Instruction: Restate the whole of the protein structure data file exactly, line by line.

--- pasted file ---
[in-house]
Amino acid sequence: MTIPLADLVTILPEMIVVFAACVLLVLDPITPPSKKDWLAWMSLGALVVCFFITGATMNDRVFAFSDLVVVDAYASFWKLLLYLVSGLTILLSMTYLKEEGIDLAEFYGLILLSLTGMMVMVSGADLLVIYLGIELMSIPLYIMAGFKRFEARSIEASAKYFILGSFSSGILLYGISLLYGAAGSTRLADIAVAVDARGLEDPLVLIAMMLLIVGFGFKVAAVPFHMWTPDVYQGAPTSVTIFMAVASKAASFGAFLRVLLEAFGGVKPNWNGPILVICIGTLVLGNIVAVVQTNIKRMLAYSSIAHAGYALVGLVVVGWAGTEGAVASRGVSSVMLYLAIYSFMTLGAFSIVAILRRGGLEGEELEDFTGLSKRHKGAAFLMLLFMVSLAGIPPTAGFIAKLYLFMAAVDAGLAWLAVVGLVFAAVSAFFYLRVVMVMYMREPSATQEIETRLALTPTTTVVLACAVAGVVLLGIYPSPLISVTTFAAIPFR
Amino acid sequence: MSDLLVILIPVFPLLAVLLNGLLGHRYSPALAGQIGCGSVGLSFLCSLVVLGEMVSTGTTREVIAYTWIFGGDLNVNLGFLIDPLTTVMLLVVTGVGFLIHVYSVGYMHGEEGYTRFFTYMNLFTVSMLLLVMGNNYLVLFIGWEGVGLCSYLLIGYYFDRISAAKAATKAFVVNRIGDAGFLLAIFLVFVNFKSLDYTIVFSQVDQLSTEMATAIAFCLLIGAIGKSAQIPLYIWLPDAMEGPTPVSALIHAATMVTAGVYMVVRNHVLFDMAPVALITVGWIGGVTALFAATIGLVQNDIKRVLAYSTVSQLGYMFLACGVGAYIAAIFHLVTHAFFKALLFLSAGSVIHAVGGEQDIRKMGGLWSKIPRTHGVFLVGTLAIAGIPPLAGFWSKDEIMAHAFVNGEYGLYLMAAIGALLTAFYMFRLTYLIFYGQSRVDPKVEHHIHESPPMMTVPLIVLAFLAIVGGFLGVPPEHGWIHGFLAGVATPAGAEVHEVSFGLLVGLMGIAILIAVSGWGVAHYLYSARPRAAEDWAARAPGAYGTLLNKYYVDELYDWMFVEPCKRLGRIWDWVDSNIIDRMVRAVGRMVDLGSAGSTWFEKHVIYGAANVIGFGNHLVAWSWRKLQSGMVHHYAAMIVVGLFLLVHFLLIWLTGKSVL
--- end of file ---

[in-house]
Amino acid sequence: MTIPLADLVTILPEMIVVFAACVLLVLDPITPPSKKDWLAWMSLGALVVCFFITGATMNDRVFAFSDLVVVDAYASFWKLLLYLVSGLTILLSMTYLKEEGIDLAEFYGLILLSLTGMMVMVSGADLLVIYLGIELMSIPLYIMAGFKRFEARSIEASAKYFILGSFSSGILLYGISLLYGAAGSTRLADIAVAVDARGLEDPLVLIAMMLLIVGFGFKVAAVPFHMWTPDVYQGAPTSVTIFMAVASKAASFGAFLRVLLEAFGGVKPNWNGPILVICIGTLVLGNIVAVVQTNIKRMLAYSSIAHAGYALVGLVVVGWAGTEGAVASRGVSSVMLYLAIYSFMTLGAFSIVAILRRGGLEGEELEDFTGLSKRHKGAAFLMLLFMVSLAGIPPTAGFIAKLYLFMAAVDAGLAWLAVVGLVFAAVSAFFYLRVVMVMYMREPSATQEIETRLALTPTTTVVLACAVAGVVLLGIYPSPLISVTTFAAIPFR
Amino acid sequence: MSDLLVILIPVFPLLAVLLNGLLGHRYSPALAGQIGCGSVGLSFLCSLVVLGEMVSTGTTREVIAYTWIFGGDLNVNLGFLIDPLTTVMLLVVTGVGFLIHVYSVGYMHGEEGYTRFFTYMNLFTVSMLLLVMGNNYLVLFIGWEGVGLCSYLLIGYYFDRISAAKAATKAFVVNRIGDAGFLLAIFLVFVNFKSLDYTIVFSQVDQLSTEMATAIAFCLLIGAIGKSAQIPLYIWLPDAMEGPTPVSALIHAATMVTAGVYMVVRNHVLFDMAPVALITVGWIGGVTALFAATIGLVQNDIKRVLAYSTVSQLGYMFLACGVGAYIAAIFHLVTHAFFKALLFLSAGSVIHAVGGEQDIRKMGGLWSKIPRTHGVFLVGTLAIAGIPPLAGFWSKDEIMAHAFVNGEYGLYLMAAIGALLTAFYMFRLTYLIFYGQSRVDPKVEHHIHESPPMMTVPLIVLAFLAIVGGFLGVPPEHGWIHGFLAGVATPAGAEVHEVSFGLLVGLMGIAILIAVSGWGVAHYLYSARPRAAEDWAARAPGAYGTLLNKYYVDELYDWMFVEPCKRLGRIWDWVDSNIIDRMVRAVGRMVDLGSAGSTWFEKHVIYGAANVIGFGNHLVAWSWRKLQSGMVHHYAAMIVVGLFLLVHFLLIWLTGKSVL